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  • Cost of Threshold for Parallelism : 5
  • Max Degree of Parallelism : 4
  • Number of Processors : 8
  • SQL Server 2008
  • I have a query with many joins, many records.
  • The design is a star. ( Central table with fks to the reference tables )
  • The central table is partitioned on the relevant date column.
  • The partition schema is split by days
  • The data is very well split across the partition schema - as judged by comparing the sizes of the files in the filegroups assigned to the partition schema
  • Queries involved have the predicate set over the partitioned column. such as ( cs.dte >= @min_date and cs.dte < @max_date )
  • The values of the date parameters are a day apart @ midnight so, 2010-02-01, 2010-02-02
  • The estimated query plan shows no parallelism

a) This question is in regards to Sql Server 2008 Database Engine. When a query in the OLTP engine is running, I would like to see / have the sort of insight one gets when profiling an SSAS Query using Progress End event - where one sees something like "Done reading PartititionXYZ".

b) if the estimated query plan or the actual query plan shows no parallel processing does that mean that all partitions will be / were checked / read? * What I was trying to say here was - just b/c I don't see parallelism in a query plan, that doesn't guarantee the query isn't hitting multiple partitions - right? Or - is there a solid relationship between parallelism and # partitions accessed?

c) suggestions? Is there more information that I need to provide?

d) how can I tell if a query is processing in parallel w/o looking @ the actual query plan? * I'm really only interested in this if it is helpful in pinning down what partitions are being used.

Added Nov 10

Try this:

  • Create querys that should hit 1, 3, and all your partitions
  • Open an SSMS query window, and run SET SHOWPLAN_XML ON
  • Run each query one by one in that window
  • Each run will kick out a chunk of XML
  • Compare these XML results (I use a text diff tool, “CompareIt”, but any similar tool would do)

You should see that the execution plans are significantly different. In my “3” and “All” querys, there’s a chunk of text tagged as “ConstantScan” that has an entry for (respectively) 3 and All partitions in the table, and that section is not present for the “1 partition” query. I use this to infer that yes indeed, SQL doing what it says it will do, to wit: only read as much of the table as it believes it needs to in order to resovle the query.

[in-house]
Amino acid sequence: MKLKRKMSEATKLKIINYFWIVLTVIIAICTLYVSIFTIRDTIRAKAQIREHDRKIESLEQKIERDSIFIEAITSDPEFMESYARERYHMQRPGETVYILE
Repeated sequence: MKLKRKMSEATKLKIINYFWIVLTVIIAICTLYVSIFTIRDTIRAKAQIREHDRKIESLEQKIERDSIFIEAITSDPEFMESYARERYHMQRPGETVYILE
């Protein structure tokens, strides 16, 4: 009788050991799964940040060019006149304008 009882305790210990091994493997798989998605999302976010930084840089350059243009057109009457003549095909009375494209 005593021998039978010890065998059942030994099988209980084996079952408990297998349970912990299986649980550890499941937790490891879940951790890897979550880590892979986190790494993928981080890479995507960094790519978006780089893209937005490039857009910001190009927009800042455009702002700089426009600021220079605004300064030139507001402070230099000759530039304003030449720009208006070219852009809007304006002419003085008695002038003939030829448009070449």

share|improve this question
* I'm trying to figure out: what partitions are accessed by a query. I want to know this b/c I've designed my query to access as few ( 1 ) partitions as possible. * I've learned that one can goto SSMS, Activity Monitor, Data File I/O and see summations of file activity, but this does not correlate to a query. – MaasSql Oct 29 '10 at 18:23
up vote 1 down vote accepted

Got a pretty good answer here: http://www.sqlservercentral.com/Forums/Topic1064946-391-1.aspx#bm1065048

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a) I am not aware of any way to determine how a query has progressed while the query is still running. Maybe something finicky with the latching and locking system views, but I doubt it. (I am, alas, not familiar enough with SSAS to draw parallels between the two.)

b) SQL will probably use parallelism when working with multiple partitions within a single table, in which case you will see parallel processing "tokens" in your query plan. However, if for whatever reason parallelism is not invoked yet multiple partitions must be read, they will be read without the use of parallelism.

d) Another thing that perhaps cannot be done. Under very controlled cirsumstances, you could use System Monitor (Perfmon) to track CPU usage or perhaps disk reads during the execution of they query. This won't help if the server is performing other work, or the data is resident in memory (the buffer cache), and so may be of limited use.

c) What is it you are actually trying to figure out? Which partitions (if any) are being accessed by users over a period of time? Is SQL generating a "smart" query plan? Without details of the data, structure, and query, it's hard to come up with advice.

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"Without details of the data, structure, and query, it's hard to come up with advice."? What sort of details would you like? Other than what feels to me to be lots of details in the original question? – MaasSql Oct 29 '10 at 18:29
The "because" bit in your added comment covers it: general usage, not details for a specific query. – Philip Kelley Nov 1 '10 at 13:47
Do you need to know that partitioning is being used (that only part and not the whole of the table is being accessed), or which partitions were used by a now-complete run of a query, or specifically which partition(s) is being read at a given instant in time for a single query? The first is simple to prove, the others less so. – Philip Kelley Nov 1 '10 at 14:06
If I write a query that should be hitting only 1 partition - I want to be able to know that query is hitting only that partition. If I write a query that is supposed to hit 3 partitions, I want to know that query hit those 3 partitions. – MaasSql Nov 10 '10 at 13:32
Just added a bit more to my answer. – Philip Kelley Nov 10 '10 at 14:45

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